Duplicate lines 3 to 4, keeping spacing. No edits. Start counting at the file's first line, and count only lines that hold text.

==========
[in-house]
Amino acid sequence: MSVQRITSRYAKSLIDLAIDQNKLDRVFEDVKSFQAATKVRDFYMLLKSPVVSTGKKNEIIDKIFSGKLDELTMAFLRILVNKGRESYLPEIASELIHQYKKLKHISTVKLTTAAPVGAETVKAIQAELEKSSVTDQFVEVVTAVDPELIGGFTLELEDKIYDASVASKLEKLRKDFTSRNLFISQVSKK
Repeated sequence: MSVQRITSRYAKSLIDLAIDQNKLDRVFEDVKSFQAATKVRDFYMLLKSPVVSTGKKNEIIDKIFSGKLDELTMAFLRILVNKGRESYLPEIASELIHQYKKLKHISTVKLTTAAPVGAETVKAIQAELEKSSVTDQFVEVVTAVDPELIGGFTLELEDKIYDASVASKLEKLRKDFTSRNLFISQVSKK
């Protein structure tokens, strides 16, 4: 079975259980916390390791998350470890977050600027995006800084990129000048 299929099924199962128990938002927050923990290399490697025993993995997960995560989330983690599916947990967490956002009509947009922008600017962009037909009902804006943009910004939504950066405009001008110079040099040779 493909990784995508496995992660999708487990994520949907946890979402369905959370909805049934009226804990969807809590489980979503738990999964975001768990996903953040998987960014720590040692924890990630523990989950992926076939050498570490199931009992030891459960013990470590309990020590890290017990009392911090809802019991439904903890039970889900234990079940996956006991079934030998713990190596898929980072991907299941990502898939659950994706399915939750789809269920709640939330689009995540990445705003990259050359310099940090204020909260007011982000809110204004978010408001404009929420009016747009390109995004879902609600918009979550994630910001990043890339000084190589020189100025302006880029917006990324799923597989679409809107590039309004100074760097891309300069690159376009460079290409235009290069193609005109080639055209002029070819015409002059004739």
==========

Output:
Repeated sequence: MSVQRITSRYAKSLIDLAIDQNKLDRVFEDVKSFQAATKVRDFYMLLKSPVVSTGKKNEIIDKIFSGKLDELTMAFLRILVNKGRESYLPEIASELIHQYKKLKHISTVKLTTAAPVGAETVKAIQAELEKSSVTDQFVEVVTAVDPELIGGFTLELEDKIYDASVASKLEKLRKDFTSRNLFISQVSKK
């Protein structure tokens, strides 16, 4: 079975259980916390390791998350470890977050600027995006800084990129000048 299929099924199962128990938002927050923990290399490697025993993995997960995560989330983690599916947990967490956002009509947009922008600017962009037909009902804006943009910004939504950066405009001008110079040099040779 493909990784995508496995992660999708487990994520949907946890979402369905959370909805049934009226804990969807809590489980979503738990999964975001768990996903953040998987960014720590040692924890990630523990989950992926076939050498570490199931009992030891459960013990470590309990020590890290017990009392911090809802019991439904903890039970889900234990079940996956006991079934030998713990190596898929980072991907299941990502898939659950994706399915939750789809269920709640939330689009995540990445705003990259050359310099940090204020909260007011982000809110204004978010408001404009929420009016747009390109995004879902609600918009979550994630910001990043890339000084190589020189100025302006880029917006990324799923597989679409809107590039309004100074760097891309300069690159376009460079290409235009290069193609005109080639055209002029070819015409002059004739």